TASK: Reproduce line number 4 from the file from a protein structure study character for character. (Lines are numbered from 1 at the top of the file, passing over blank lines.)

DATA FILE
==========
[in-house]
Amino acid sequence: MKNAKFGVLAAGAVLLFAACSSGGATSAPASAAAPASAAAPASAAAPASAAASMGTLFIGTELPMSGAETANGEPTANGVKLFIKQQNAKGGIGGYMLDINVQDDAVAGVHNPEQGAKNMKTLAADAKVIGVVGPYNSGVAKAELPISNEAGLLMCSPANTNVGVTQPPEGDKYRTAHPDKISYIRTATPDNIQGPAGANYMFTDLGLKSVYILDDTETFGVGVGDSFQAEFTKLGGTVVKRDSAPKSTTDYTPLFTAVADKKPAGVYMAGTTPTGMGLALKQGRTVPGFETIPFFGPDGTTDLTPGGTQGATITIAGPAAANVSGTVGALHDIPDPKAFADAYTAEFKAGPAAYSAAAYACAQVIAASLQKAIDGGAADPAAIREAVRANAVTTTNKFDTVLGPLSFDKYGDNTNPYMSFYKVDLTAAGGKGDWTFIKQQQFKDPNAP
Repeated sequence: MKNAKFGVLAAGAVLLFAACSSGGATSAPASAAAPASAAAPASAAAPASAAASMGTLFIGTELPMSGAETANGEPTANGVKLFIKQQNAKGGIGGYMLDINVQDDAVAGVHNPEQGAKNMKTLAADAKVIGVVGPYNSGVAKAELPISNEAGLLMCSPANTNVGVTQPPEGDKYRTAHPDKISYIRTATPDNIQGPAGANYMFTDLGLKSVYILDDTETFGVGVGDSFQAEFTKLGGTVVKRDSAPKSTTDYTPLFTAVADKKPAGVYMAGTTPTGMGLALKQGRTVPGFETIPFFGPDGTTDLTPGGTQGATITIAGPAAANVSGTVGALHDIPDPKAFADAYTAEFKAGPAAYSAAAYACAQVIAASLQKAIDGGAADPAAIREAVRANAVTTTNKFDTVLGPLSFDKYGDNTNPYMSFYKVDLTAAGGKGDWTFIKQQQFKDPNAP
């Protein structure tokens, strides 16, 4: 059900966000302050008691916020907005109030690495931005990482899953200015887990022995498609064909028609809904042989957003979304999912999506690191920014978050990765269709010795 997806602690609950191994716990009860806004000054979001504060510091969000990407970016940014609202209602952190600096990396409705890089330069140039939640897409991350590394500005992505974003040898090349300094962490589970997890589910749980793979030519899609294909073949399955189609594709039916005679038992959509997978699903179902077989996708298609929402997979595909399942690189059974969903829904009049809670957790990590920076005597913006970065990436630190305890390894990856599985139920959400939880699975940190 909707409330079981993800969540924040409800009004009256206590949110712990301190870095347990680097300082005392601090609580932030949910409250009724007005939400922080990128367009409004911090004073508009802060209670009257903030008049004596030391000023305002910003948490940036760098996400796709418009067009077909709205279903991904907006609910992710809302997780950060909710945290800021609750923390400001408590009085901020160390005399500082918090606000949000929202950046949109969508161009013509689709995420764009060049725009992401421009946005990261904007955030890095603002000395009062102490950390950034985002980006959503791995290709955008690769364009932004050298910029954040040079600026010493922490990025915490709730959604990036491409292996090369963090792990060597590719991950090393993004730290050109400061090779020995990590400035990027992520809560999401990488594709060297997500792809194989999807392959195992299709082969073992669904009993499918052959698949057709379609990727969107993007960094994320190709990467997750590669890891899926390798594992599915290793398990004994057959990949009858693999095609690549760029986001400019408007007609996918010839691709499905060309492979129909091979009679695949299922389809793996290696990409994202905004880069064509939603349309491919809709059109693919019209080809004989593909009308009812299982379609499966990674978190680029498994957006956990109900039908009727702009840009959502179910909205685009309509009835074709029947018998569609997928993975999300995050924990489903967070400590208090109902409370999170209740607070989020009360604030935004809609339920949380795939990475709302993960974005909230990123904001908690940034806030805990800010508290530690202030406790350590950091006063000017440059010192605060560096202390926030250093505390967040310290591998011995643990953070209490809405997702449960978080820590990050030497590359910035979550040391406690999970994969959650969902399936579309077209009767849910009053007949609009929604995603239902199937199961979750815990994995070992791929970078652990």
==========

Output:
């Protein structure tokens, strides 16, 4: 059900966000302050008691916020907005109030690495931005990482899953200015887990022995498609064909028609809904042989957003979304999912999506690191920014978050990765269709010795 997806602690609950191994716990009860806004000054979001504060510091969000990407970016940014609202209602952190600096990396409705890089330069140039939640897409991350590394500005992505974003040898090349300094962490589970997890589910749980793979030519899609294909073949399955189609594709039916005679038992959509997978699903179902077989996708298609929402997979595909399942690189059974969903829904009049809670957790990590920076005597913006970065990436630190305890390894990856599985139920959400939880699975940190 909707409330079981993800969540924040409800009004009256206590949110712990301190870095347990680097300082005392601090609580932030949910409250009724007005939400922080990128367009409004911090004073508009802060209670009257903030008049004596030391000023305002910003948490940036760098996400796709418009067009077909709205279903991904907006609910992710809302997780950060909710945290800021609750923390400001408590009085901020160390005399500082918090606000949000929202950046949109969508161009013509689709995420764009060049725009992401421009946005990261904007955030890095603002000395009062102490950390950034985002980006959503791995290709955008690769364009932004050298910029954040040079600026010493922490990025915490709730959604990036491409292996090369963090792990060597590719991950090393993004730290050109400061090779020995990590400035990027992520809560999401990488594709060297997500792809194989999807392959195992299709082969073992669904009993499918052959698949057709379609990727969107993007960094994320190709990467997750590669890891899926390798594992599915290793398990004994057959990949009858693999095609690549760029986001400019408007007609996918010839691709499905060309492979129909091979009679695949299922389809793996290696990409994202905004880069064509939603349309491919809709059109693919019209080809004989593909009308009812299982379609499966990674978190680029498994957006956990109900039908009727702009840009959502179910909205685009309509009835074709029947018998569609997928993975999300995050924990489903967070400590208090109902409370999170209740607070989020009360604030935004809609339920949380795939990475709302993960974005909230990123904001908690940034806030805990800010508290530690202030406790350590950091006063000017440059010192605060560096202390926030250093505390967040310290591998011995643990953070209490809405997702449960978080820590990050030497590359910035979550040391406690999970994969959650969902399936579309077209009767849910009053007949609009929604995603239902199937199961979750815990994995070992791929970078652990």